Foreign exchange divisions at investment banks are seeing a decline in profits this year as the asset class loses its status as a star performer, underlining dwindling interest from global investors in the world’s largest financial market.

Revenues this year from investment banks’ foreign exchange divisions are down 23 per cent, falling from $7.4bn in the first three quarters of 2011 to $5.7bn in the same period this year, show figures from Coalition, an independent investment banking and financial services analyst.

The drop in revenues is a blow to the investment banking sector given that currency trading has traditionally been one of the most profitable client-related areas of fixed income.

Currency trading makes up about 15 to 20 per cent of revenues in fixed income currencies and commodities (FICC) and its average 30 per cent return on equity before the crisis was only beaten by proprietary trading, according to McKinsey, the consultancy group.

The asset class weathered the storm better than other areas after the financial crash of 2008, when many forex divisions recorded their best ever year as investors tried to offset losses incurred elsewhere in the more liquid currency market.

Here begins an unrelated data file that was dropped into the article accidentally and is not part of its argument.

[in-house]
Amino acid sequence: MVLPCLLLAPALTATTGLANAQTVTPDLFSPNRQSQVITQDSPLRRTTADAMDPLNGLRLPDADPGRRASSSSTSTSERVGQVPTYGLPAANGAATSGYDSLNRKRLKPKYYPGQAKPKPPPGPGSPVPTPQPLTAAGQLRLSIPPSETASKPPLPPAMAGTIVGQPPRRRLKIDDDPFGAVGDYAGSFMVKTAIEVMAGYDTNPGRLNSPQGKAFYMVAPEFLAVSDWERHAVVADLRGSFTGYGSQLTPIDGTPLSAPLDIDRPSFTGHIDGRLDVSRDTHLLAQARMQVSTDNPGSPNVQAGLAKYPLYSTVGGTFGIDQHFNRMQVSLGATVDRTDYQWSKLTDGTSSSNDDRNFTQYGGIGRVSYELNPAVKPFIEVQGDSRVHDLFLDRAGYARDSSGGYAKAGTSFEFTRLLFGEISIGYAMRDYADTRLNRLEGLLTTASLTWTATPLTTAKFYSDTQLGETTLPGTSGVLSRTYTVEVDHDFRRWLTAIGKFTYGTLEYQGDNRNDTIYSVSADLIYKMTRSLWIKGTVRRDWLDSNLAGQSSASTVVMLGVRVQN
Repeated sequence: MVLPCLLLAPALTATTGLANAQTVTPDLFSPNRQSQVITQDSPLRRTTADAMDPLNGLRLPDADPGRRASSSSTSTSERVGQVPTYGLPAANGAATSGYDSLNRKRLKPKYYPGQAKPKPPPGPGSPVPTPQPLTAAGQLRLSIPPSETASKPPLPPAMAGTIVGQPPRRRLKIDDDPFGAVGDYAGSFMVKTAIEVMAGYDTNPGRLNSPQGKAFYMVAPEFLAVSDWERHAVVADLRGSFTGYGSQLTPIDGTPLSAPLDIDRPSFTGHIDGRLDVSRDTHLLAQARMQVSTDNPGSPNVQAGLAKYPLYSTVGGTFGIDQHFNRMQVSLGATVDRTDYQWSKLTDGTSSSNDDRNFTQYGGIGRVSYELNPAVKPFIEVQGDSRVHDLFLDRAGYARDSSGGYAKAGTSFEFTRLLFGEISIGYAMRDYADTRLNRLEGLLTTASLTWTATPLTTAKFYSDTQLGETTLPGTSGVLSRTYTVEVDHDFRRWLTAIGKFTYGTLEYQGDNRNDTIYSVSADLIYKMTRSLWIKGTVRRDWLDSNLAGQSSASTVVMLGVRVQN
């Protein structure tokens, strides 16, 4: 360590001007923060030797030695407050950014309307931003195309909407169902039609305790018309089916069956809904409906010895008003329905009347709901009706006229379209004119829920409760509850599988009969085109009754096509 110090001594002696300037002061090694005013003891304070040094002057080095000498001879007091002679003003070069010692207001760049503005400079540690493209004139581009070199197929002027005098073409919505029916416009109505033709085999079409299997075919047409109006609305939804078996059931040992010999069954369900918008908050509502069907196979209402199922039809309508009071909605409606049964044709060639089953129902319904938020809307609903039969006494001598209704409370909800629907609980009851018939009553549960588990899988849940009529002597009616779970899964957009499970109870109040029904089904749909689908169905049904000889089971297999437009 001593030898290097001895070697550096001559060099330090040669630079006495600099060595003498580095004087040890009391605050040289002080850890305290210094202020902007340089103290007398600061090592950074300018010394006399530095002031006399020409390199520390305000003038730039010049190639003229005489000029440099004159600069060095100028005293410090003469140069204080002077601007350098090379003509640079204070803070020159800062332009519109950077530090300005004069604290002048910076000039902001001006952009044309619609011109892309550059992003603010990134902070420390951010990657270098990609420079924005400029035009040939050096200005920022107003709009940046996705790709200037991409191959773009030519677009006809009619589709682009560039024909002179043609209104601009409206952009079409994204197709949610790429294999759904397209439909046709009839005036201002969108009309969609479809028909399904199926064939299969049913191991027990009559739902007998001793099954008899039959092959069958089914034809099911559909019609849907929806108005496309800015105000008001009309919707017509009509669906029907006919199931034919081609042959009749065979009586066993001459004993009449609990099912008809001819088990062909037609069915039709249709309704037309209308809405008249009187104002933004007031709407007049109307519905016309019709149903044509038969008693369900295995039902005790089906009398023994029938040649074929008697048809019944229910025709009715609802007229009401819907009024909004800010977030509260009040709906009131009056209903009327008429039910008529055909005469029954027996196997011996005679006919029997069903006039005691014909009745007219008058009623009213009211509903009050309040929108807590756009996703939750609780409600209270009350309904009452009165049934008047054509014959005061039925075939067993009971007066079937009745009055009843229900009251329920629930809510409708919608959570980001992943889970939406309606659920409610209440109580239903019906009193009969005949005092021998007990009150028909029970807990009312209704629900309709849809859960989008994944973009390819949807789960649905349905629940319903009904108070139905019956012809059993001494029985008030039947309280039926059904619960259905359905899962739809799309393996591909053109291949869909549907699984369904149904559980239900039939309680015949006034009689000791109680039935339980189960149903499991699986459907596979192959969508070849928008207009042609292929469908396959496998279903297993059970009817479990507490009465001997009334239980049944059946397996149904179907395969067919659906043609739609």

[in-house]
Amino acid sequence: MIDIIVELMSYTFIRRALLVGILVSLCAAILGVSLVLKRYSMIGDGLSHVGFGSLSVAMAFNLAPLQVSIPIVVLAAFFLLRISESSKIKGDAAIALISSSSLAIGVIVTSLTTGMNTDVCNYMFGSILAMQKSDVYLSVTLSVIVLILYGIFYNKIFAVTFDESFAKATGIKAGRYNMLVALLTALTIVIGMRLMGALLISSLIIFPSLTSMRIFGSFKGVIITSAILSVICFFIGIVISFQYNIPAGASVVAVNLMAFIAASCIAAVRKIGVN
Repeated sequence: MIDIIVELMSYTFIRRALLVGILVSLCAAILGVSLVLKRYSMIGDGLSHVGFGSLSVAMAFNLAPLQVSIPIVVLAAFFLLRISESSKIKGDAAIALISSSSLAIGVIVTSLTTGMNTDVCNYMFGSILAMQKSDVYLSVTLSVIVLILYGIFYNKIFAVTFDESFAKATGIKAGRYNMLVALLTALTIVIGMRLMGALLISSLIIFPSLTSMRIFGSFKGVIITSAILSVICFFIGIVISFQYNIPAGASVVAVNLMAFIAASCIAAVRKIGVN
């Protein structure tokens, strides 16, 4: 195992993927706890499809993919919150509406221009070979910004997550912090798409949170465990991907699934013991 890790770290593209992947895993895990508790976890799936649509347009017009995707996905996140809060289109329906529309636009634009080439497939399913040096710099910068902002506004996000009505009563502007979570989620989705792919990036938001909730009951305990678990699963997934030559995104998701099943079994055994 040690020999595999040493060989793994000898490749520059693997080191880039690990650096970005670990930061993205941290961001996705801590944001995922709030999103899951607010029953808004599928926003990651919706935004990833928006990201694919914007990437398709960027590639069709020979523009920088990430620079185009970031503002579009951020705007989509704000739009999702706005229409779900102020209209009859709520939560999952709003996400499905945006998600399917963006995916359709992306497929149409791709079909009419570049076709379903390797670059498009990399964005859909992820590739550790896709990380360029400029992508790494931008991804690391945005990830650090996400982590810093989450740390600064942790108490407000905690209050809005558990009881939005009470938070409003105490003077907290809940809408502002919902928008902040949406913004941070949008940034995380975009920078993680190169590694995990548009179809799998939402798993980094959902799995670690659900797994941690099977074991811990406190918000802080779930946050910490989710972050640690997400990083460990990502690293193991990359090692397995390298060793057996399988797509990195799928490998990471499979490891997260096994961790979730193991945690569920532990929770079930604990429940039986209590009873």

“From 2008 to 2010 the fx name was up in lights,” says Kevin Rodgers, head of fx at Deutsche Bank, the largest bank in foreign exchange. “We’re back to being a solid contributor but relatively speaking it’s not the starring role it was.”

Forex divisions at investment banks have been forced to become much more competitive on price this year to entice investors into a market that has become difficult to trade, with volatility at a five-year low.

Investors have been staying away from foreign exchange as intervention from central banks has damaged key strategies for making money in currencies, making it harder to find trends to follow and reducing interest rate differentials. Companies are also hedging their foreign exchange exposure less as volatility has fallen. That has helped to reduce profits.

HSBC, one of the few banks to break out forex figures, reported a 20 per cent drop in forex revenues in the third quarter this year from the same period in 2011.

Barclays said lower contributions from foreign exchange had offset an 11 per cent rise in its FICC division over the same time period.

Forex revenues at Deutsche Bank fell, according to bank insiders, even as volumes hit record highs in the third quarter.

Citigroup was one of the few banks to buck the trend and record rising revenues in its forex unit, according to bank insiders.

But most of the gains came from emerging market rates, which are included in the bank’s forex division.

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